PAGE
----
Scrapping of sub-agents from foreign employment leads to drop in fraudulent casesThe Foreign Employment Department has recorded less number of individual cases, but they still continue to operate through indirect channels.
According to the data maintained by the Department of Foreign Employment, the number of cases against individuals involving incidents of fraud has gone down drastically in the first six months of the ongoing fiscal year 2019-20.
In the first six months of this fiscal year, only 246 individual complaints have been lodged at the department, a drop of a little over 44 percent in similar cases compared to the corresponding period of the last fiscal year.
In the first six months of the fiscal year 2018-19, 440 individual complaints related to overseas jobs swindling were registered at the department which has intensified its actions in recent months to curb malpractices.
The Foreign Employment Department attributes the fall in the number of such cases to the last years’ decision of scrapping the provision that allowed recruiting agencies to hire sub-agents.
In March 2019, the government by amending the Foreign Employment Act (2007) had formally removed the provision that allowed recruiting agencies to formally hire sub-agents. The amendment allowed recruiting agencies to establish their branch offices outside Kathmandu Valley.
“The government had to bar the hiring of sub-agents, as they were involved in cheating migrant workers,” said Bhola Nath Guragain, a spokesperson for the Department of Foreign Employment. “The drop in the number of individual complaints shows that removing the sub-agents working on behalf of recruiting agencies have yielded a positive effect.”
While the complaints of foreign employment fraud have gone down, there has been a whopping 80 percent increase in the number of cases filed against individuals. The department registered 141 cases against individuals, an increase from 78 in the first six months of the last fiscal year.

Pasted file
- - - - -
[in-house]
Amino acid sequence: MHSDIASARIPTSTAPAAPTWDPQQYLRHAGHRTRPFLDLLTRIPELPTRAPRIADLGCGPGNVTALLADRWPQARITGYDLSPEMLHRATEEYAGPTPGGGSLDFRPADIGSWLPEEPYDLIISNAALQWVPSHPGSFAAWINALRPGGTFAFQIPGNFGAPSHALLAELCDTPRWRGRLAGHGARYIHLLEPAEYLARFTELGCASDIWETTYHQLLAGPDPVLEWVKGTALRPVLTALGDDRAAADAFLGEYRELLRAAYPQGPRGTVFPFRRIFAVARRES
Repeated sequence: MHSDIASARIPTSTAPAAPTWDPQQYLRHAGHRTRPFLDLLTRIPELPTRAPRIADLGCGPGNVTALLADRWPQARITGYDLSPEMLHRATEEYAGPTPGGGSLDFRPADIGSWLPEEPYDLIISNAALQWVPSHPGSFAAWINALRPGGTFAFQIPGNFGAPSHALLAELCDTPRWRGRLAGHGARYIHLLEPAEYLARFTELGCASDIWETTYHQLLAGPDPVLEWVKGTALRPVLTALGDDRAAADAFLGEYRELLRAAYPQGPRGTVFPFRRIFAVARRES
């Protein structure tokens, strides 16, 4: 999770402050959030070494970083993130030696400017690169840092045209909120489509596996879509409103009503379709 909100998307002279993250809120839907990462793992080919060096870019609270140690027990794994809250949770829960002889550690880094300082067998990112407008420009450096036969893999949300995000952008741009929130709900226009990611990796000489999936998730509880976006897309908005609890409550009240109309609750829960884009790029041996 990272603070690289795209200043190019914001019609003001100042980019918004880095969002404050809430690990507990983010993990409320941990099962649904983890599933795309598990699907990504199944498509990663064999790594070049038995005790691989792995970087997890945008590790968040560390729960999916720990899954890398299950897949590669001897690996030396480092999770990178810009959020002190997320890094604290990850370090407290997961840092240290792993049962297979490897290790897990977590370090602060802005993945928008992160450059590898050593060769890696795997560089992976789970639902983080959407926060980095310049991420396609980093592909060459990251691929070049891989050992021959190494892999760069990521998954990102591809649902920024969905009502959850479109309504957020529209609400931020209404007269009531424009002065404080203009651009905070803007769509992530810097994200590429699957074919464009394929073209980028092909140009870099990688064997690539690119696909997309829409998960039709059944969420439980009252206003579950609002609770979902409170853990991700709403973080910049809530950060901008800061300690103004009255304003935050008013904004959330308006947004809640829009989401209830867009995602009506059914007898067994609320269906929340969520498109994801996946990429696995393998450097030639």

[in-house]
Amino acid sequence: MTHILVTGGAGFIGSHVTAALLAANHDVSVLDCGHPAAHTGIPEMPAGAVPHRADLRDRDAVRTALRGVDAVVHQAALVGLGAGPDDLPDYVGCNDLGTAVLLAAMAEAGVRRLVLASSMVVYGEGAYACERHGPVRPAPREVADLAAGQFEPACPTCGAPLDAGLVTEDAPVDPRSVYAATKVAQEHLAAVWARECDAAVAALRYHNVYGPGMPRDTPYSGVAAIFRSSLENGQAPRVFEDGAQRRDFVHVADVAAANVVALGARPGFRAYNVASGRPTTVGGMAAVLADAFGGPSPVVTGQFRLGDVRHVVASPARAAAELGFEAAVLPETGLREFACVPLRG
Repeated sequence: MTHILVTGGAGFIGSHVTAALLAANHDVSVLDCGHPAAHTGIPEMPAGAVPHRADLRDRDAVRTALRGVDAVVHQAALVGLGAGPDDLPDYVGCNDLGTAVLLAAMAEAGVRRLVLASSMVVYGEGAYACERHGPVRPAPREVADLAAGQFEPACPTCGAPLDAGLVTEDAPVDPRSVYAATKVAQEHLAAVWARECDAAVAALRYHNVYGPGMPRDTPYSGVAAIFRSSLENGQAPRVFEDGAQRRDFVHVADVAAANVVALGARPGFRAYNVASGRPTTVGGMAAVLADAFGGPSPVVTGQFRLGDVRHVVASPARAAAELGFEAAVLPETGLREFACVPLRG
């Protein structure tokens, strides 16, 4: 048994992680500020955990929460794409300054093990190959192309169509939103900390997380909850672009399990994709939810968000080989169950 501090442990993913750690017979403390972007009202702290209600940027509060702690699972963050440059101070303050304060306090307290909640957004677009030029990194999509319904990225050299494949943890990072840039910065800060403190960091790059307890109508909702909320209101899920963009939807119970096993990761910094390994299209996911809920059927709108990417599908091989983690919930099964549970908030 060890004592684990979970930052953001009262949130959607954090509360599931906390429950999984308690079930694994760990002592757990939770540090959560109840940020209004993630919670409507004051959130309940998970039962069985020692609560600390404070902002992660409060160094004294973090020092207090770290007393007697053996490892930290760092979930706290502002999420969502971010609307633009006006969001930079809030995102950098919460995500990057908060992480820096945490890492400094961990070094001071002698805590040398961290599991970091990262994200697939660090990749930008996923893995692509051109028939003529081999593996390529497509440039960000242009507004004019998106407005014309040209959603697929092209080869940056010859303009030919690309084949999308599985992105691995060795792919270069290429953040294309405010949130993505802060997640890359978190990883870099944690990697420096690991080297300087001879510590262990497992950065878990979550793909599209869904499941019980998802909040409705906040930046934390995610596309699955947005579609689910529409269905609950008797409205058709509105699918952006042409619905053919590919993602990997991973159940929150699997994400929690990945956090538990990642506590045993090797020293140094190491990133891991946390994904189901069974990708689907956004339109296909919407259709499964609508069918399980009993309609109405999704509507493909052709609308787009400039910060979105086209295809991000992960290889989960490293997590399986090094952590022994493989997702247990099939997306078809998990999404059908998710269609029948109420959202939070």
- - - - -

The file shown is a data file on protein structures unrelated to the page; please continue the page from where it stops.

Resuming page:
Sub-agents have been a major actor for Nepal’s labour migration sector, as a majority of outbound migrant workers relies on such-agents while pursuing jobs abroad. These sub-agents, who are often family members, relatives, friends and some acquaintance from the same community, facilitate aspiring workers by connecting them to the recruiting agencies.
While they work as an intermediary between the recruiting agencies and the workers, sub-agents are also involved in swindling these workers by faking remunerations, lying about work conditions, and increasing workers’ investment to obtain a handsome commission for supplying workers to the recruiting agencies.
“We have to acknowledge their role in facilitating poor workers and connecting them with the employer,” said Swarna Kumar Jha, a labour migration researcher. “Scrapping their status legally was indeed a well-intended decision as they are involved in cheating migrant workers.”
This, however, does not mean that cheating of migrant workers has completely stopped. “It’s not that incidents of cheating by sub-agents have completely stopped now. It’s not as rampant as it used to be. Some people are still working as an intermediary between recruiting agencies and workers,” said Guragain.
The department hopes that the operation of a new system that enables aspiring migrant workers to seek and apply for overseas jobs online will reduce their dependency on such individuals working as sub-agents and curb such malpractices.
“The government figure, however, shows a different picture on the ground. Sub-agents are not allowed legally, but they are still operating through indirect and informal channels,” said Jha.
“People might not be filing individual complaints as they know sub-agents do not exist on paper anymore and they might not get compensation. It will take more time to completely eliminate such fraud cases carried out sub-agents.”